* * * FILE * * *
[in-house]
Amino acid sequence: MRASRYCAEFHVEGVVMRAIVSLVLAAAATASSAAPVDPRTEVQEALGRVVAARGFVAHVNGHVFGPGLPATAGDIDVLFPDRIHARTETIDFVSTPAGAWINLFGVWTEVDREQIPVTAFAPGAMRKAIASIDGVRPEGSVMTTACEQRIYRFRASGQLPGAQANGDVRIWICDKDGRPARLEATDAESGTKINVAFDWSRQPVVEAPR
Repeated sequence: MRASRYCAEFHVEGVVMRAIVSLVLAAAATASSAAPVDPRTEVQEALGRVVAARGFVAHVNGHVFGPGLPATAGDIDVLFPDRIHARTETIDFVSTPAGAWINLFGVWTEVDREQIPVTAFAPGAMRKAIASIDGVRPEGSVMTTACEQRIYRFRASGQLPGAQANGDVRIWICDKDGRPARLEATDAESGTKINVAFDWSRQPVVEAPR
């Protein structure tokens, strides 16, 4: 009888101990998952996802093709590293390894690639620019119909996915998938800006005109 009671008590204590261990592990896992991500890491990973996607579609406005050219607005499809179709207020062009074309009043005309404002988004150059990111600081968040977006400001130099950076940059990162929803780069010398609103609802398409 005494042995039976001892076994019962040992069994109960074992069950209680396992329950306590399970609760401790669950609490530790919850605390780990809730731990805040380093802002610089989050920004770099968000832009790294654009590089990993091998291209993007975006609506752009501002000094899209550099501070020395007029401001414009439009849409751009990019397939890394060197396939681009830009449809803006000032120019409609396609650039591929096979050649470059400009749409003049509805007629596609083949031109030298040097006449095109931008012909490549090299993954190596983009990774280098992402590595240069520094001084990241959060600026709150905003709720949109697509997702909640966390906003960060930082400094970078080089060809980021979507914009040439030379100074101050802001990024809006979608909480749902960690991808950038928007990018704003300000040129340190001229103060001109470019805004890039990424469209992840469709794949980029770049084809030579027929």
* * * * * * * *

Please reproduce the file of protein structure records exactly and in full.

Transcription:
[in-house]
Amino acid sequence: MRASRYCAEFHVEGVVMRAIVSLVLAAAATASSAAPVDPRTEVQEALGRVVAARGFVAHVNGHVFGPGLPATAGDIDVLFPDRIHARTETIDFVSTPAGAWINLFGVWTEVDREQIPVTAFAPGAMRKAIASIDGVRPEGSVMTTACEQRIYRFRASGQLPGAQANGDVRIWICDKDGRPARLEATDAESGTKINVAFDWSRQPVVEAPR
Repeated sequence: MRASRYCAEFHVEGVVMRAIVSLVLAAAATASSAAPVDPRTEVQEALGRVVAARGFVAHVNGHVFGPGLPATAGDIDVLFPDRIHARTETIDFVSTPAGAWINLFGVWTEVDREQIPVTAFAPGAMRKAIASIDGVRPEGSVMTTACEQRIYRFRASGQLPGAQANGDVRIWICDKDGRPARLEATDAESGTKINVAFDWSRQPVVEAPR
């Protein structure tokens, strides 16, 4: 009888101990998952996802093709590293390894690639620019119909996915998938800006005109 009671008590204590261990592990896992991500890491990973996607579609406005050219607005499809179709207020062009074309009043005309404002988004150059990111600081968040977006400001130099950076940059990162929803780069010398609103609802398409 005494042995039976001892076994019962040992069994109960074992069950209680396992329950306590399970609760401790669950609490530790919850605390780990809730731990805040380093802002610089989050920004770099968000832009790294654009590089990993091998291209993007975006609506752009501002000094899209550099501070020395007029401001414009439009849409751009990019397939890394060197396939681009830009449809803006000032120019409609396609650039591929096979050649470059400009749409003049509805007629596609083949031109030298040097006449095109931008012909490549090299993954190596983009990774280098992402590595240069520094001084990241959060600026709150905003709720949109697509997702909640966390906003960060930082400094970078080089060809980021979507914009040439030379100074101050802001990024809006979608909480749902960690991808950038928007990018704003300000040129340190001229103060001109470019805004890039990424469209992840469709794949980029770049084809030579027929």